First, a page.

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RHS launches ‘Grow at Home this autumn’

With some two-thirds (65%) of people not knowing that autumn is an important gardening season, the RHS has launched ‘Grow at Home this autumn’ to encourage and help people to plant now to save water and money.

Almost seven in 10 people (68%) think spring is the most important gardening season, compared to just 8% who think autumn is. Some 65% of people, when asked if they thought autumn was an important gardening season, either disagreed or said they didn’t know.

The RHS commissioned YouGov to conduct the research, which surveyed some 2116 adults across the UK, as the gardening charity hopes to help millions of gardeners to ‘Grow at Home this autumn’.

Whilst spring is an important gardening season, the RHS is raising the benefits, many environmental and financial, of gardening over autumn as well. The soil is moist and warm, but not yet soggy, and so easy to plant and gives plants more time to grow new roots and be less vulnerable to dry periods in summer. Evergreens particularly establish well in autumn without the difficult fluctuations of spring weather and, when planted in spring, they usually need significant watering.

Trees are better planted in autumn or winter. Autumn is especially best for planting trees in clay soils, which can be ‘gooey’ in the winter and dry to ‘concrete’ in spring. Just 22% of UK adults think trees should be planted in autumn and only 8% in winter, with one in three saying they don’t know when to plant trees (32%) and 30% saying to plant in spring and 4% in summer.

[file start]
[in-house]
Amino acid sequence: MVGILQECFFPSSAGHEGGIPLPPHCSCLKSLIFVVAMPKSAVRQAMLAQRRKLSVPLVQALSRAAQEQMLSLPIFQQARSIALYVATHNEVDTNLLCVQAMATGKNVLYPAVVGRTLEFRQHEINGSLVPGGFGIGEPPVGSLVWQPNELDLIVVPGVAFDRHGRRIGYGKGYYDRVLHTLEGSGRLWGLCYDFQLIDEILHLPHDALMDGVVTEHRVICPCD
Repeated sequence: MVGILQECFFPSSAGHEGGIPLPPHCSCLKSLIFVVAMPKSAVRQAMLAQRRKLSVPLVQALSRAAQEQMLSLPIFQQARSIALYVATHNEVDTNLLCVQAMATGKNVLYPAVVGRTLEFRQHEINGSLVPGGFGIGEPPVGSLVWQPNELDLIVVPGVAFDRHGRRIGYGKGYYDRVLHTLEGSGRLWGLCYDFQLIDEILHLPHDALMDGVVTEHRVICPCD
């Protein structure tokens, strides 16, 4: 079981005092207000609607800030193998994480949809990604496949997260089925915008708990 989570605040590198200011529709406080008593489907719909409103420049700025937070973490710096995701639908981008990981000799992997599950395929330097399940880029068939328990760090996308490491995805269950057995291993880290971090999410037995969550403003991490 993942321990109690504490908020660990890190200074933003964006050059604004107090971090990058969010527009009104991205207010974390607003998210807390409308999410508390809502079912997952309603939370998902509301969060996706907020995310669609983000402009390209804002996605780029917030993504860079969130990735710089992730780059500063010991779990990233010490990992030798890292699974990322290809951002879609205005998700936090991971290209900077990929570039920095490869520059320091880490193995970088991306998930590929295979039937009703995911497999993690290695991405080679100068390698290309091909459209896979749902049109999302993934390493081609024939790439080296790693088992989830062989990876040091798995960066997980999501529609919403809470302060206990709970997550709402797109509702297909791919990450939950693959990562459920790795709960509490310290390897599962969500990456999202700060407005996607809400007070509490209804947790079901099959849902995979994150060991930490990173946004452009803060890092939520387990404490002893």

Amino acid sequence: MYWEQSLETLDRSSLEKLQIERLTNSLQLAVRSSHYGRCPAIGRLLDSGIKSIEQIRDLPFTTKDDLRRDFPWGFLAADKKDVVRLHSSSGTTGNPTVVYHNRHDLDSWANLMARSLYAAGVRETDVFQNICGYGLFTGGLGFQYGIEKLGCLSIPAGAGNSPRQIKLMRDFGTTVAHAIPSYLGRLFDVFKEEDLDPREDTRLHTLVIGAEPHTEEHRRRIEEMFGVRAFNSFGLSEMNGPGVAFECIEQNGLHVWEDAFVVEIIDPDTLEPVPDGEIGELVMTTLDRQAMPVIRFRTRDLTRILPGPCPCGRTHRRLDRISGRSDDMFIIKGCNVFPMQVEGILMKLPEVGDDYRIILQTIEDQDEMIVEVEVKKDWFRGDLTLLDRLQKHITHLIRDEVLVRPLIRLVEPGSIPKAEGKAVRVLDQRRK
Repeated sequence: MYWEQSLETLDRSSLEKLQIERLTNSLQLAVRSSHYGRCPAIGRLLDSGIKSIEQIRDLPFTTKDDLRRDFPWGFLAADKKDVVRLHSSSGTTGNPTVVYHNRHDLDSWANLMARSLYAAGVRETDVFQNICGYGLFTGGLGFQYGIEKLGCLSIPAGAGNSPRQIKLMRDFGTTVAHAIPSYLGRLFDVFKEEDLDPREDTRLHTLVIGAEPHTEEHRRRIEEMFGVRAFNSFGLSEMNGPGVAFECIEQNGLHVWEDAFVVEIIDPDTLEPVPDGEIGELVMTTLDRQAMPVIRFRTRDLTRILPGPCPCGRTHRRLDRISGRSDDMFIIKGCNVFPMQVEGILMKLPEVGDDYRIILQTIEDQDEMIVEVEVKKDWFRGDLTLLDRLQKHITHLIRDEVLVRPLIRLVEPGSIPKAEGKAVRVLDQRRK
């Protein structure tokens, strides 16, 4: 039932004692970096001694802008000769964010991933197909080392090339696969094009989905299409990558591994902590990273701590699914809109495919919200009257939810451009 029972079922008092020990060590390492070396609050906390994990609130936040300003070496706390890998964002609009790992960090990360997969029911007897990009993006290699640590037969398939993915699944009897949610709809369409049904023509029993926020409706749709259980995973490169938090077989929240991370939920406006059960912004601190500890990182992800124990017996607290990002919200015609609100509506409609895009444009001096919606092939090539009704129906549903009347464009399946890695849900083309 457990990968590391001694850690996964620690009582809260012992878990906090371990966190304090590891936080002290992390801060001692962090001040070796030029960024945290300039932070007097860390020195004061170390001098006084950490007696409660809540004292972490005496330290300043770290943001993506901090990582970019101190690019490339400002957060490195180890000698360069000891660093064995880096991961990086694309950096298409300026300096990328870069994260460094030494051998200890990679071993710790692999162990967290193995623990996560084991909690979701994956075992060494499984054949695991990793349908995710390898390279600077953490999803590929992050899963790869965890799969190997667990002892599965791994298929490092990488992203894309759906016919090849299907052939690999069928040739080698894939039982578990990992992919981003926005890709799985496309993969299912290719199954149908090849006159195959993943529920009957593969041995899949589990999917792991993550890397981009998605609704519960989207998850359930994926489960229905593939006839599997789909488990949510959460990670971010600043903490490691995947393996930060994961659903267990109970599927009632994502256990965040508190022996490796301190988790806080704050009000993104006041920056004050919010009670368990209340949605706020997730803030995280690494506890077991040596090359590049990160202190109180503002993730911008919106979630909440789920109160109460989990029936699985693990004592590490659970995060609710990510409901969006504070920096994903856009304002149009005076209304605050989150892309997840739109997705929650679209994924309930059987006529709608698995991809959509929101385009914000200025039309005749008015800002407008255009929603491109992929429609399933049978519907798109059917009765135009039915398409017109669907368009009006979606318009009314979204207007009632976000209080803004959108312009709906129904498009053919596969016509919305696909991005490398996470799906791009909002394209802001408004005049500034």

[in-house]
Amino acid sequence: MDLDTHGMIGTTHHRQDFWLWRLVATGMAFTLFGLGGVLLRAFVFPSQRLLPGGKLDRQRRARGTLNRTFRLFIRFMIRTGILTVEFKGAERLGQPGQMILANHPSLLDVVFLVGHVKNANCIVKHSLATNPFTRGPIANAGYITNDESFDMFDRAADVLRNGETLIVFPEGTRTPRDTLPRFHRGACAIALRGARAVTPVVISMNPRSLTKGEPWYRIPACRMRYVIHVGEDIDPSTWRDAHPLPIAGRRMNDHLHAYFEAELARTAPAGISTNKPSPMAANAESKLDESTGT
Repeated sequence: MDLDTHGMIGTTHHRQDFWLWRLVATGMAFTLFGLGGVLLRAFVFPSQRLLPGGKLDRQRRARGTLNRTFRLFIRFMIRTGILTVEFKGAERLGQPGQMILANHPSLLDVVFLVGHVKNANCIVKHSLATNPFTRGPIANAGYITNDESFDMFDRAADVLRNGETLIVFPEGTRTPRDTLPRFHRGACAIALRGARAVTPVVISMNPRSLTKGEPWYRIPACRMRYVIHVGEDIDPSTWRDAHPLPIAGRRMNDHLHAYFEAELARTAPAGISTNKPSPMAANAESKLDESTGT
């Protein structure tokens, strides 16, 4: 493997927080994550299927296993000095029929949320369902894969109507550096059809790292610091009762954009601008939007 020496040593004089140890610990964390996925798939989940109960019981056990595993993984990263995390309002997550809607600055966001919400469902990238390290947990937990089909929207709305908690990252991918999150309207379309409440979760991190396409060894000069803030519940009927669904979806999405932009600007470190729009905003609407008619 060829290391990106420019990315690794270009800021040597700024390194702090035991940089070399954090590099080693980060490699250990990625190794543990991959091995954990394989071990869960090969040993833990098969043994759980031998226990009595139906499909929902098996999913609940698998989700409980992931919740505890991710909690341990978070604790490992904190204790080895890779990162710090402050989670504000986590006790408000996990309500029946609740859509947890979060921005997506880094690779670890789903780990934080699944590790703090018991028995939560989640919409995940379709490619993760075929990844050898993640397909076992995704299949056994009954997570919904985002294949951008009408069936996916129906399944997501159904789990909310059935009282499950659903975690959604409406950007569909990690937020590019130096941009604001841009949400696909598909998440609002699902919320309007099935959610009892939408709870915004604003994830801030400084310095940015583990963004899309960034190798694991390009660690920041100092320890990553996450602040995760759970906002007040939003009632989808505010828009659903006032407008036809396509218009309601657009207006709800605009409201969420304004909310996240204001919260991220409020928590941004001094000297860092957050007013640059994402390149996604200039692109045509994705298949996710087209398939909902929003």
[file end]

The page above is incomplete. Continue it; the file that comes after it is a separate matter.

The RHS’ Grow at home this autumn began on 14 September with a ‘bulb’ themed week, which should help over half of UK adults (61%) who don’t know you should plant tulip and daffodil bulbs in autumn.

Sue Biggs, RHS director general, said:  “Helping people to garden is core to the RHS’ being, especially for the environment and their health, happiness and wellbeing. With the recent growth in gardening, many don’t know that autumn is arguably the most important gardening season, which is something we’re committed to changing by promoting and sharing the benefits of gardening now.

“Water is a critical issue and planting evergreens, trees and many perennials over autumn usually means that we can water a lot less, with cooler climates and higher levels of rain.  We are seeing more dry and hot spring and summer months, when people can use a lot of water to keep newly planted plants alive.”

The RHS’ Grow at Home this autumn will have seven themed action packed weeks, with dozens of advice videos, some question and answer sessions and will be accessible to all via RHS social media and its website.

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